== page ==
I think this is the personal side of evangelism--living lives so distinct, being such a good husband and father, obeying the laws of the land, working quietly with our hands, planting gardens, building houses, giving our children in marriage, that people ask questions. They ask why. And we need to be ready to tell them, but with gentleness and respect, not with the enormous emotional and marketing program that we've called evangelism in the last 200 years. But with the truth, and then tell them where you learned the truth; God's Word, as preached and read and believed at your church.
So if we've been confused about evangelism, both in method and message, what should we be doing instead?
That's the wrong question. That's the question you and I tend to gravitate towards. We want to fix problems with more techniques, with better programs. And that's not how this gets fixed. Is that how the early church grew, by finding a better program? I follow the lead of Roland Allen, Anglican missionary to China early in the last century, who put it this way:
Roland Allen, Anglican missionary to China (1895-1903), parish pastor in England, said this: “When we turn from the restless entreaties and exhortations which fill the pages of our modern missionary magazines to the pages of the New Testament, we are astonished at the change in the atmosphere. St. Paul does not repeatedly exhort his churches to send money for the propagation of the faith; he is far more concerned to explain to them what the faith is, and how they ought to practice and keep it. The same is true of St. Peter and St. John, and of all the apostolic writers; they do not seem to feel any necessity to repeat the Great Commission, and to urge that it is the duty of their converts to make disciples of all nations. What we read in the New Testament is not anxious appeal to Christians to spread the Gospel, but a note here and there which suggests how the Gospel was being spread abroad…for centuries the Christian Church continued to expand by its own inherent grace (underscoring is Halverson’s), and threw up an unceasing supply of missionaries without any direct exhortation” (Roland Allen, The Spontaneous Expansion of the Church, Grand Rapids, Michigan: William B. Eerdmans Publishing Company, 1962, p. 6).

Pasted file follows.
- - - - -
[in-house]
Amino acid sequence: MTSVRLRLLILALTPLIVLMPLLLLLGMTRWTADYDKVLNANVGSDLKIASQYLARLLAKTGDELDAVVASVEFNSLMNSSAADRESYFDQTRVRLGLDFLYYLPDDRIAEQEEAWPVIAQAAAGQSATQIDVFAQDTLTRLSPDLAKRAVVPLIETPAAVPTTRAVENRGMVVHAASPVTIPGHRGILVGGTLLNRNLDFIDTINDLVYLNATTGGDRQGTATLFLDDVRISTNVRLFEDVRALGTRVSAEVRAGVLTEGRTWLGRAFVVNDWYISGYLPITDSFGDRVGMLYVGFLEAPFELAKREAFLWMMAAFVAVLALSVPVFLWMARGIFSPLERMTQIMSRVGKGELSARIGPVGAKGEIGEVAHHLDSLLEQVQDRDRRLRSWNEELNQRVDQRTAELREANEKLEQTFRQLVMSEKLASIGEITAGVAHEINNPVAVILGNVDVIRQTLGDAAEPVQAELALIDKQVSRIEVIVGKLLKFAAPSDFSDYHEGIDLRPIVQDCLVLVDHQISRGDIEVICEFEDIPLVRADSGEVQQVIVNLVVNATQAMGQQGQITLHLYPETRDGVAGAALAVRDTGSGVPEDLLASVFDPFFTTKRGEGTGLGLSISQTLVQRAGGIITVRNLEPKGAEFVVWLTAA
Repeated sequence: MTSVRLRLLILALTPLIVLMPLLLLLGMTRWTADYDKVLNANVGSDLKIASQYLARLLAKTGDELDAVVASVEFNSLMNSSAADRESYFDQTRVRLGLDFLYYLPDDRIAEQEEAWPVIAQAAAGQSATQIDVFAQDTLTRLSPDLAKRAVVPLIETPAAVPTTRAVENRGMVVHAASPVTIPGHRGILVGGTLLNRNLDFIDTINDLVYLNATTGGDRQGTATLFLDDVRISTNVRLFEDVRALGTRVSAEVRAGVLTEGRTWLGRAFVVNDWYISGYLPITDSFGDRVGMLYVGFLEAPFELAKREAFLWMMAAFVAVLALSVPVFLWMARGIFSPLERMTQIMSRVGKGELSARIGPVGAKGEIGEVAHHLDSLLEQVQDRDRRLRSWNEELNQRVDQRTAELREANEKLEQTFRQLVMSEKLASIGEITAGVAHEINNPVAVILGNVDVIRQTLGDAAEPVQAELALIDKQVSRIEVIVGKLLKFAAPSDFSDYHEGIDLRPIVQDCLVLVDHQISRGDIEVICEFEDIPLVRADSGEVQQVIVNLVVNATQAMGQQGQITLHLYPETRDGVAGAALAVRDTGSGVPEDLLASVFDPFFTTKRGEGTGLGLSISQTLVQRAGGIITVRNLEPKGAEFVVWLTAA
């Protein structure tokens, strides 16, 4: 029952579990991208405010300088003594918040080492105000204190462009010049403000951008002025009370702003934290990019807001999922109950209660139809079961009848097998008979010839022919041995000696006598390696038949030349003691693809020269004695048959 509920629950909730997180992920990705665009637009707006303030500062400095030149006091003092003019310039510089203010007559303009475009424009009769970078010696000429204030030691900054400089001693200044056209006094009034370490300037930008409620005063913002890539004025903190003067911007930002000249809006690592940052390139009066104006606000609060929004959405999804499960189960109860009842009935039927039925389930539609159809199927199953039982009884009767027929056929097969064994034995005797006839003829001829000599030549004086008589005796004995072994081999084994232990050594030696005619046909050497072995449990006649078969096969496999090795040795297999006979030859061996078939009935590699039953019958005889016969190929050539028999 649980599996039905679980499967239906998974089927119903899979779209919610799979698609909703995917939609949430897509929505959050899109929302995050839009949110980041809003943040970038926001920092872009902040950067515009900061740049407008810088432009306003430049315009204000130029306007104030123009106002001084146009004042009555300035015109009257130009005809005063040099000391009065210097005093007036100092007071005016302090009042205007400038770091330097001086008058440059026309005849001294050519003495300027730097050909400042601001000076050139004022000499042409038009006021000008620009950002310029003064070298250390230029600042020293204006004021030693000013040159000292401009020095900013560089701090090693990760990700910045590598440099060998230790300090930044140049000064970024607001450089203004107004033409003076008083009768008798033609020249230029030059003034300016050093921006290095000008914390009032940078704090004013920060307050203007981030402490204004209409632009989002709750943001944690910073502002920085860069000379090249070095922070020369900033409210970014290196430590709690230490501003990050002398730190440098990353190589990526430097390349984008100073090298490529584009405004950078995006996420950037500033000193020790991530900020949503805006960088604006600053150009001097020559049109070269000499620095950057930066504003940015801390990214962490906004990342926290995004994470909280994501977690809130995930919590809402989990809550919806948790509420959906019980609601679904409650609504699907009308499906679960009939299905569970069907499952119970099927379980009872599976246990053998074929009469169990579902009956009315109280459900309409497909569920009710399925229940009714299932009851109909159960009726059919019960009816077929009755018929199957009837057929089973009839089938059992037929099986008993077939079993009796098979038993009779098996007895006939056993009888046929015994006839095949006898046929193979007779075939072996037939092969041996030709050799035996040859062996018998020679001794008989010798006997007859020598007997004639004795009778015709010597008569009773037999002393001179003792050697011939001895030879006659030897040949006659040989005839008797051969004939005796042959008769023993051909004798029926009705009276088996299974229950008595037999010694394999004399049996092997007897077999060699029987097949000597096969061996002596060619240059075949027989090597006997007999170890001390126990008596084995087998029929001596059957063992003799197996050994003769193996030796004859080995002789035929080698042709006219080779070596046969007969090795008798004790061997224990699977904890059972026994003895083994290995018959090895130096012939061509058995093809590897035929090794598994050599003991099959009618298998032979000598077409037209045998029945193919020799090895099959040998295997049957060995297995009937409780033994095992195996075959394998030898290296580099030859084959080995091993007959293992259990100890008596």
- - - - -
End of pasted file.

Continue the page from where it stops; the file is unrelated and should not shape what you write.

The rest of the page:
The sense of spontaneity and of effortlessness is inescapable in these accounts of growth in the early Church. In Acts, remember the language: As the “word of God increased,” as believers in fellowship “were edified” and “walked in the fear of the Lord, and in the comfort of the Holy Ghost,” as they were “established in the faith,” converts were “added daily.” Because of its spiritual health, the apostolic Church experienced exciting and effective evangelistic results with a mechanical regularity. It is a safe assumption that evangelism is inevitable in a spiritually robust congregation. Failure to be evangelistic or “mission minded” in the New Testament sense betrays a poor spiritual condition. The way to evangelistic vigor is not some special emphasis or program, but rather humble repentance and shepherding elders and motherly nurture of the hurting. The very necessity for organizing special evangelistic efforts, however well intended, betrays the deep need of the Church for renewal and revival. One might as well exhort a woman with a barren womb to have children as to exhort a sterile, tired church to evangelize or respond to missions needs. (Partially from Darvan Radditz, Pitfalls of Modern Evangelistic Movements, 1974).
Evangelism was not optional in the New Testament; Jesus did not say “…you may be my witnesses me after that the Holy Spirit is come upon you.” Nor, on the other hand, was evangelism coercive. Jesus did not say “…you must be my witnesses…” Rather, evangelism was inescapable! Jesus said, “But you WILL receive power, after that the Holy Spirit has come upon you: and you shall be my witnesses both in Jerusalem, and in all Judea, and in Samaria, and unto the uttermost part of the earth” (Acts 1:8).
But wait pastor. That doesn't make sense. How will the world hear? How will the church grow if we are just being obedient and joyful moms and dads and kids?
There is only one exhortation, one command in the NT to be an evangelist, and that was given by Paul, to Timothy, as a part of his elder responsibilities. So that's why I promise you, bring the people that your happy, holy lives attract, bring lost family members, bring lost people you meet in a bar, and I promise you, I will tell them the Gospel!
Then you have them over for lunch and talk to them. Then you listen to their story.
But be patient. Real evangelism takes time. It's not a quick Powerpoint presentation. It took Jesus 3 years to prepare his people, his disciples, to hear about his atoning death for them on the cross and the first time they heard about it, Peter rejected it (Mark 8:33).
The sick selfishness instead of God-centered joy that you've been wallowing in for months or years can end today. Christians, turning your life joyfully over to Jesus Christ and leaving the past behind where it can die--this can happen now. Today.